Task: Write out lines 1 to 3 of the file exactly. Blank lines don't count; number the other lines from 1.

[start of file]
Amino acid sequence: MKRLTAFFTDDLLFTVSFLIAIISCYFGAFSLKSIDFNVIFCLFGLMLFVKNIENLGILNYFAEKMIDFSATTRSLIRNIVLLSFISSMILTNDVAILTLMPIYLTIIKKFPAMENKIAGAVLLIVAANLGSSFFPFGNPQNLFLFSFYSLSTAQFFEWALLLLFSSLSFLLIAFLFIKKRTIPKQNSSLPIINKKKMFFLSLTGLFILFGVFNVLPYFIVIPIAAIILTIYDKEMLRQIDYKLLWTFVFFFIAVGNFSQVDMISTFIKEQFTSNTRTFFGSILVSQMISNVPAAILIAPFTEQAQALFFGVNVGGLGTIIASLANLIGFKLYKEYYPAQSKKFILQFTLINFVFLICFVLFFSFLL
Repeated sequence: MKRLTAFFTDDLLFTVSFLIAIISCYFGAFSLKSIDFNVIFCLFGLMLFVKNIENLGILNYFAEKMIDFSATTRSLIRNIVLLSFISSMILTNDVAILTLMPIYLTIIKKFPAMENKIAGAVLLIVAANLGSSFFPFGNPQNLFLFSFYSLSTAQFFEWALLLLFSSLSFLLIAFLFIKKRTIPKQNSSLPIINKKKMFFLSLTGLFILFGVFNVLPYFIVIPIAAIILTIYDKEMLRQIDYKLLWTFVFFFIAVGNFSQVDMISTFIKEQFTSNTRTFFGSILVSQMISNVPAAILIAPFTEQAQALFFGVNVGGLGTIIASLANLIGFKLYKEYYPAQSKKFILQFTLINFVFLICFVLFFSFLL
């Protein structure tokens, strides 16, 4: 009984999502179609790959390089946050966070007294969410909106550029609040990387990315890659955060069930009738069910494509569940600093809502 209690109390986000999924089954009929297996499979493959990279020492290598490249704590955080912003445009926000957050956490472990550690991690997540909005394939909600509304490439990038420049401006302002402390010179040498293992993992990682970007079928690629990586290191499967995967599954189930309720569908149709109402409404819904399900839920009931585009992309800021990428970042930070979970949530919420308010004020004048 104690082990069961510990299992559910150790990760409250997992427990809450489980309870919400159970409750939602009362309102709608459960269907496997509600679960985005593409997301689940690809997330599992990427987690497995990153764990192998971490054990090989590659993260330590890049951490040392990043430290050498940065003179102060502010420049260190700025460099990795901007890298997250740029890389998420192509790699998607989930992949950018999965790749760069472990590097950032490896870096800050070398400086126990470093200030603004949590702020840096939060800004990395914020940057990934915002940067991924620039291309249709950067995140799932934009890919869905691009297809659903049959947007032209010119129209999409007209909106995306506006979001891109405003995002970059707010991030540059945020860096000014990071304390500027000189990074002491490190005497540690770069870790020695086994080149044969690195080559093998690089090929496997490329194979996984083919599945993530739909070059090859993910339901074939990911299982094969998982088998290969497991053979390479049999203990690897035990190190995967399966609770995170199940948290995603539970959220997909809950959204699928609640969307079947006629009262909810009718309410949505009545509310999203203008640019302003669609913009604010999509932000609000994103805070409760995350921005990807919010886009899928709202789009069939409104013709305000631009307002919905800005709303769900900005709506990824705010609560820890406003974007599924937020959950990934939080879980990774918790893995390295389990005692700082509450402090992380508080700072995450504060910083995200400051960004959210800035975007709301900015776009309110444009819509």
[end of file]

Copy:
Amino acid sequence: MKRLTAFFTDDLLFTVSFLIAIISCYFGAFSLKSIDFNVIFCLFGLMLFVKNIENLGILNYFAEKMIDFSATTRSLIRNIVLLSFISSMILTNDVAILTLMPIYLTIIKKFPAMENKIAGAVLLIVAANLGSSFFPFGNPQNLFLFSFYSLSTAQFFEWALLLLFSSLSFLLIAFLFIKKRTIPKQNSSLPIINKKKMFFLSLTGLFILFGVFNVLPYFIVIPIAAIILTIYDKEMLRQIDYKLLWTFVFFFIAVGNFSQVDMISTFIKEQFTSNTRTFFGSILVSQMISNVPAAILIAPFTEQAQALFFGVNVGGLGTIIASLANLIGFKLYKEYYPAQSKKFILQFTLINFVFLICFVLFFSFLL
Repeated sequence: MKRLTAFFTDDLLFTVSFLIAIISCYFGAFSLKSIDFNVIFCLFGLMLFVKNIENLGILNYFAEKMIDFSATTRSLIRNIVLLSFISSMILTNDVAILTLMPIYLTIIKKFPAMENKIAGAVLLIVAANLGSSFFPFGNPQNLFLFSFYSLSTAQFFEWALLLLFSSLSFLLIAFLFIKKRTIPKQNSSLPIINKKKMFFLSLTGLFILFGVFNVLPYFIVIPIAAIILTIYDKEMLRQIDYKLLWTFVFFFIAVGNFSQVDMISTFIKEQFTSNTRTFFGSILVSQMISNVPAAILIAPFTEQAQALFFGVNVGGLGTIIASLANLIGFKLYKEYYPAQSKKFILQFTLINFVFLICFVLFFSFLL
């Protein structure tokens, strides 16, 4: 009984999502179609790959390089946050966070007294969410909106550029609040990387990315890659955060069930009738069910494509569940600093809502 209690109390986000999924089954009929297996499979493959990279020492290598490249704590955080912003445009926000957050956490472990550690991690997540909005394939909600509304490439990038420049401006302002402390010179040498293992993992990682970007079928690629990586290191499967995967599954189930309720569908149709109402409404819904399900839920009931585009992309800021990428970042930070979970949530919420308010004020004048 104690082990069961510990299992559910150790990760409250997992427990809450489980309870919400159970409750939602009362309102709608459960269907496997509600679960985005593409997301689940690809997330599992990427987690497995990153764990192998971490054990090989590659993260330590890049951490040392990043430290050498940065003179102060502010420049260190700025460099990795901007890298997250740029890389998420192509790699998607989930992949950018999965790749760069472990590097950032490896870096800050070398400086126990470093200030603004949590702020840096939060800004990395914020940057990934915002940067991924620039291309249709950067995140799932934009890919869905691009297809659903049959947007032209010119129209999409007209909106995306506006979001891109405003995002970059707010991030540059945020860096000014990071304390500027000189990074002491490190005497540690770069870790020695086994080149044969690195080559093998690089090929496997490329194979996984083919599945993530739909070059090859993910339901074939990911299982094969998982088998290969497991053979390479049999203990690897035990190190995967399966609770995170199940948290995603539970959220997909809950959204699928609640969307079947006629009262909810009718309410949505009545509310999203203008640019302003669609913009604010999509932000609000994103805070409760995350921005990807919010886009899928709202789009069939409104013709305000631009307002919905800005709303769900900005709506990824705010609560820890406003974007599924937020959950990934939080879980990774918790893995390295389990005692700082509450402090992380508080700072995450504060910083995200400051960004959210800035975007709301900015776009309110444009819509």